on leaving

I was planning my post-internship travel yesterday (Ooty, Kochi, Alleppey, Varkala, and more, until I reach the tip of India! woohoo!) and as I was looking over my printed-out itinerary, saw the words: “Arrival: San Francisco, CA.” San Francisco, CA?? Jesus. How strange it will be to go home. We’ll be asked, “How was your summer? How was India?” by those who mean well but who forget that there is no way to sufficiently answer that question. How does one convey the meaning of a place to someone who wasn’t there, without having them sit through a slideshow of thousands of photos, without recording the sounds of kids singing prayer songs and dogs howling, and playing those sounds back to them? No one but past and current interns will really understand what it’s like to be constantly greeted by “Thindi aitha? Uta aitha? Did you eat breakfast? Did you eat lunch?”, what gecko poop on my bedsheet looks (and feels) like, the joy and pain-in-the-ass of crowded bus rides. I’ll go home and think, “This? Where is the dirt and the bugs and the jasmine flowers and the blasting of music and horns? This place is so… colorless!” As for answering my friends’ inevitable questions, I’ll probably say something along the lines of, “India was good. I saw a lot of elephants.” They’ll be satisfied with the sense of exoticism, and I’ll be able to keep all the true gems to myself, or to share with those who really want to listen. Man. August and California can wait for now. It’s definitely time to come to an end here in the BR Hills, but there is no way I can completely go back.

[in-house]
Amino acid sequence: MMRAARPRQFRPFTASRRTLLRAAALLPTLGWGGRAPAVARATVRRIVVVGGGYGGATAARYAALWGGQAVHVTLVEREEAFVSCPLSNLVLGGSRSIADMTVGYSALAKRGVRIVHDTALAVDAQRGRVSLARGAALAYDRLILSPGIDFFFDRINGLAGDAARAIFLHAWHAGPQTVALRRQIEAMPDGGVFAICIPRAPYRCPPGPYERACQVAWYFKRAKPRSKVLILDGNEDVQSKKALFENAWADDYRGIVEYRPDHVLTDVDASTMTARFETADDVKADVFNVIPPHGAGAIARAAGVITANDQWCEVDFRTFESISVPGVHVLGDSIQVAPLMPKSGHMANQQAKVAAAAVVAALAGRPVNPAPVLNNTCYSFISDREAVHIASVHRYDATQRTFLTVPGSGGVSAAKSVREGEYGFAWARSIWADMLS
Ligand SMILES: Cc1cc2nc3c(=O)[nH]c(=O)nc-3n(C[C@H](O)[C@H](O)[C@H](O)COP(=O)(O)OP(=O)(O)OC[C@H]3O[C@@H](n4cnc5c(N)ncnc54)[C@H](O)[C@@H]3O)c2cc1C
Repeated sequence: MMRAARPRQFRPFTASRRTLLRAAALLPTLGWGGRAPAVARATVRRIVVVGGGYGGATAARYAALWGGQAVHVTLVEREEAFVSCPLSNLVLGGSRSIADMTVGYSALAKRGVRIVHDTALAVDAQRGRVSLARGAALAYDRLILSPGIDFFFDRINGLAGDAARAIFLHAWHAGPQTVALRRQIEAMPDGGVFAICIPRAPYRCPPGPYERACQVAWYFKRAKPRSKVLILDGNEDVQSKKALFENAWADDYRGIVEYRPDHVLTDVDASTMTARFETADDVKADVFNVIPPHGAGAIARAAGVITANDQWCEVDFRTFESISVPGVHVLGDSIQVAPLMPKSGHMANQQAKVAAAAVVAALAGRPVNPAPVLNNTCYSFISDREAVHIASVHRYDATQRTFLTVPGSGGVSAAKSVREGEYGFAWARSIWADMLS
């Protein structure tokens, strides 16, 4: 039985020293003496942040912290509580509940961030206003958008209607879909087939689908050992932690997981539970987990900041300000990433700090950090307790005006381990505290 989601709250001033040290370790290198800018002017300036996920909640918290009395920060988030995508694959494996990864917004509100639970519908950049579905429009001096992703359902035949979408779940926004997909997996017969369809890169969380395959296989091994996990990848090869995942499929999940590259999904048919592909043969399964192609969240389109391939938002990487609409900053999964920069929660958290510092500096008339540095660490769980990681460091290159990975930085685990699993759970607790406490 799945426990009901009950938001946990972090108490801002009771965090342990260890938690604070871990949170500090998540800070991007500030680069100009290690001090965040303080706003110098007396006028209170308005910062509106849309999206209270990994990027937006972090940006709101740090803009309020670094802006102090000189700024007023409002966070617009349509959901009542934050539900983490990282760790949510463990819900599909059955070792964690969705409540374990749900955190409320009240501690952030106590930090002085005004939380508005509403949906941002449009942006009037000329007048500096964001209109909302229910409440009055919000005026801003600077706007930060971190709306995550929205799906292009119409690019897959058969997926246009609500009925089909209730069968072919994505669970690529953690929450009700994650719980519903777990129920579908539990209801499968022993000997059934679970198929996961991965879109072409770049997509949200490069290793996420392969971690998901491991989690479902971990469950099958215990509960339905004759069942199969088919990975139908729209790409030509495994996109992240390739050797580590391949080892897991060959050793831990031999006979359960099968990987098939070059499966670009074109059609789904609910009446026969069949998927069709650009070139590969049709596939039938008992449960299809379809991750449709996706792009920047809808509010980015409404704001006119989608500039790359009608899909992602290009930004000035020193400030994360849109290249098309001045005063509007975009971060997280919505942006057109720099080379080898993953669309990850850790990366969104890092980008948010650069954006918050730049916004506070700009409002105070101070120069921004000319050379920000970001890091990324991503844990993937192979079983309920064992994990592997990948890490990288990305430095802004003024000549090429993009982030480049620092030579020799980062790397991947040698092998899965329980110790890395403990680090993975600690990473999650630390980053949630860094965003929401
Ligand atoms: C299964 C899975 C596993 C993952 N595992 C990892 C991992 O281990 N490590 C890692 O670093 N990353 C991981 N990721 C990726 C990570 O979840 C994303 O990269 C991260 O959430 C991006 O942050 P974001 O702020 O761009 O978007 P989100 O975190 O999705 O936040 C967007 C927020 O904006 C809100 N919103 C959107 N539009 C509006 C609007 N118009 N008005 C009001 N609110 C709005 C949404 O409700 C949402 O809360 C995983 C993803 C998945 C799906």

As for the last week of our internship, it’s filled with writing reports and bringing sweets to our workplaces to say goodbye to the people we’ve come to know in these last two months. We’re heading to Bangalore on Saturday to present on our work at the main Karuna Trust office, and then we’re branching off to travel, before we finally come home.

A quote from one of my favorite travel books, Travels with Charley in Search of America by John Steinbeck:

“A trip, a safari, an exploration, is an entity, different from all other journeys. It has personality, temperament, individuality, uniqueness. A journey is a person in itself; no two are alike. And all plans, safeguards, policing, and coercion are fruitless. We find after years of struggle that we do not take a trip; a trip takes us.”

— shrestha, karuna trust, br hills

 

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About shrestha singh

Current graduate student at Harvard Divinity School. Penn Class of 2012, Health and Societies major with a concentration in Global Health, minor in Journalistic Writing.